The aim of this lecture is to provide an introduction to directed model checking. The focus of the lecture is on how abstractions can be used to automatically generate distance estimators. Some of the presented approaches are illustrated using timed automata. However, the techniques are introduced in such a way that it is easy to adopt them to other types of systems.
In order to reason about computer systems interacting with a physical environment (i.e., cyber-physical systems), one also has to be able to reason about numerical constraints. However, there is not only the problem that in recent decades numerical constraints have been more in the focus of mathematicians than of computer scientists. But even within mathematics, corresponding research has been spread among several communities (e.g., computer algebra, numerical analysis, interval computation, global optimization). The talk will give an overview of the various available techniques with special emphasis on issues relevant for reasoning about cyber-physical systems.
15:45-16:15 Coffee break
In this lecture I paint the landscape of behavioural models for probability, time, and cost, with a mild focus on concurrent Markov models and their compositionality. I discuss foundational and pragmatic aspects of compositional modelling and model checking in this context, two crucial aspects of a modern strategy to guarantee correctness of systems of systems.
In this talk, I will recall the definition of well-quasi orders and well-structured transition systems. I will review the main algorithmic tools to decide properties on infinite state well- structured transition systems. I will show applications in Petri nets and their extensions. Those models are useful to model systems that are composed of parametric or an arbitrary large number of identical subsystems.
10:45-11:15 Coffee break
The difficulty of computing and representing approximations of reachable sets for general continuous dynamic systems make it difficult to verify properties of even simple hybrid system models based on reachability. Exact reach set computations for linear hybrid automata (LHA), on the other hand, can be performed using simple operations on polyhedra. Nevertheless, the number of continuous state variables that can be handled for LHA is still limited by the rapid growth in the complexity of polyhedral reach sets in higher dimensions. Following a brief survey of the reachability problem for general hybrid systems, methods developed to verify properties of hybrid systems using LHA will be presented. The talk will conclude with an assessment of current methods for verification based on reachability and a discussion of several directions for further research.
Embedded digital systems have become ubiquitous in everyday life. Many such systems, including many of the safety-critical ones, operate within or comprise tightly coupled networks of both discrete-state and continuous-state components. The behavior of such hybrid discrete-continuous systems cannot be fully understood without explicitly modeling and analyzing the tight interaction of their discrete switching behavior and their continuous dynamics, as mutual feedback confines fully separate analysis to limited cases. Tools for building such integrated models and for simulating their approximate dynamics are commercially available. Simulation is, however, inherently incomplete and has to be complemented by verification, which amounts to showing that the coupled dynamics of the embedded system and its environment is well-behaved, regardless of the actual disturbance and the influences of the application context, as entering through the open inputs of the system under investigation. Basic notions of being well-behaved demand that the system under investigation may never reach an undesirable state (safety), that it will converge to a certain set of states (stabilization), or that it can be guaranteed to eventually reach a desirable state (progress).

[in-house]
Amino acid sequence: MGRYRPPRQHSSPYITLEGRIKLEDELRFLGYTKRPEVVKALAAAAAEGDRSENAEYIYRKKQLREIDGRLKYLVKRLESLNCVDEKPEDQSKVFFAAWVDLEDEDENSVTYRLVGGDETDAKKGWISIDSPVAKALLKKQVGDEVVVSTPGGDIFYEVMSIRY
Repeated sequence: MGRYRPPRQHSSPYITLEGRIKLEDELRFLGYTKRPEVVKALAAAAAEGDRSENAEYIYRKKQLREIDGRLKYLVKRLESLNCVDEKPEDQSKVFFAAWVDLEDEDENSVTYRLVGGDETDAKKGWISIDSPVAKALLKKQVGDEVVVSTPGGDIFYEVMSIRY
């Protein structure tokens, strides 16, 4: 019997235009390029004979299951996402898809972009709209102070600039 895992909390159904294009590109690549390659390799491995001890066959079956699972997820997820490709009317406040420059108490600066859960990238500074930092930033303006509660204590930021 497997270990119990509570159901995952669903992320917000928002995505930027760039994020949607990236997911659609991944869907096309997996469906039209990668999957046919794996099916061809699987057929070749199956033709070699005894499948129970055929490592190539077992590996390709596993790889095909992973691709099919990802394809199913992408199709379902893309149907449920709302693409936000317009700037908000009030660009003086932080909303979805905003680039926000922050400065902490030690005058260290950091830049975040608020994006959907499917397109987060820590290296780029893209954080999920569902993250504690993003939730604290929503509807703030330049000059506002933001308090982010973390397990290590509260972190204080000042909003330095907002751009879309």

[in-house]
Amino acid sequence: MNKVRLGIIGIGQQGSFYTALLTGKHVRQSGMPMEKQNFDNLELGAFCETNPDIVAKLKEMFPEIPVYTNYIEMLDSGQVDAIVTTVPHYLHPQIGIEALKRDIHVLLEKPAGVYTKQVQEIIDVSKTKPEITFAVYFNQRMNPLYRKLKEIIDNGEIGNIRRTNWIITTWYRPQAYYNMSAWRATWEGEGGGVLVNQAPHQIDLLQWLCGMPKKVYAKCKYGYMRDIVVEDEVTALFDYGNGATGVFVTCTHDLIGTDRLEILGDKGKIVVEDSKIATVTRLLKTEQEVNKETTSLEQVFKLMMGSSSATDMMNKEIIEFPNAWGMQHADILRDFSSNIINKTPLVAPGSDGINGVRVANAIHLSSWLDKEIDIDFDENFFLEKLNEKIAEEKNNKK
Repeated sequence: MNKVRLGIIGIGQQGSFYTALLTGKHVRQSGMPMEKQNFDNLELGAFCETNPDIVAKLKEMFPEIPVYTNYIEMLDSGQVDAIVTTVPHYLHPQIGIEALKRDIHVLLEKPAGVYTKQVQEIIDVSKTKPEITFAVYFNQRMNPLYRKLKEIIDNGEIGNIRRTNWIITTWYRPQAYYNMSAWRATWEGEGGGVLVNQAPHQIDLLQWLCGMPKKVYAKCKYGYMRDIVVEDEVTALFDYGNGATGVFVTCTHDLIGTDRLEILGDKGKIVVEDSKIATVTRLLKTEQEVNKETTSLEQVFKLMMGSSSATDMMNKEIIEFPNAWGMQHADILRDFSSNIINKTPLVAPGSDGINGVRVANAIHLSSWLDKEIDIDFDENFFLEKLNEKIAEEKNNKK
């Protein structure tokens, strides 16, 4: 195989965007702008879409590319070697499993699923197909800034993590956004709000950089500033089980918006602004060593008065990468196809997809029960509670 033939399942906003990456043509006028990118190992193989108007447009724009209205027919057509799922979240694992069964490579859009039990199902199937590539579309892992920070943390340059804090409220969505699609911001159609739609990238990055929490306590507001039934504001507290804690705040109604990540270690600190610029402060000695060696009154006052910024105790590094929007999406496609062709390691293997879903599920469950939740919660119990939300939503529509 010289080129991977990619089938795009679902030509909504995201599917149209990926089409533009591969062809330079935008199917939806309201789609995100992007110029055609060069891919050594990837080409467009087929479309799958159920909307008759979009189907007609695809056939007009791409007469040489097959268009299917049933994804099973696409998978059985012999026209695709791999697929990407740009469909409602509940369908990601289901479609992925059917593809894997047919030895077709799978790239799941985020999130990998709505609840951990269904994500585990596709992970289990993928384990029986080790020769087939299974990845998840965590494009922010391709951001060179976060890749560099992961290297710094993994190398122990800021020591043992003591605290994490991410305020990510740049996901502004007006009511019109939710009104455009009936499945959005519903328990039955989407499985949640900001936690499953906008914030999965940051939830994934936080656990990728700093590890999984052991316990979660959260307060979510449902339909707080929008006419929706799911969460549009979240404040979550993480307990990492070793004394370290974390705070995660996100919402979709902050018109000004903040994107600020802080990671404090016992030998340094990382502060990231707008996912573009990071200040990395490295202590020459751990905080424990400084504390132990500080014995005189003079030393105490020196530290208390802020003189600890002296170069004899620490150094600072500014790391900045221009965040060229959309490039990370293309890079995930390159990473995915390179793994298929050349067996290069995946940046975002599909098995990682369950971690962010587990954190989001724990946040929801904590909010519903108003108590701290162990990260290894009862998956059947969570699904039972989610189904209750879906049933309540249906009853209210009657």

Within this lecture, we concentrate on automatic analysis of various classes of hybrid systems, with a focus on symbolic methods manipulating both the discrete and the continuous state components symbolically by means of predicative encodings and dedicated constraint solvers based on DPLL style proof search. Advances in DPLL based satisfiability solving were instrumental to the adoption of automated formal verification in industrial practice. Building on these successful algorithms, we will demonstrate how they can be extended by incorporation of numeric constraint solving capabilities, as covered by Stefan Ratschan's lecture, as well as by methods for proof-tree pruning, arriving at efficient algorithms for the analysis of various classes of hybrid systems. We will gradually develop these algorithms in the course of the lecture, covering the range from linear hybrid automata over non-linear discrete-time and continuous-time hybrid systems to probabilistic hybrid systems.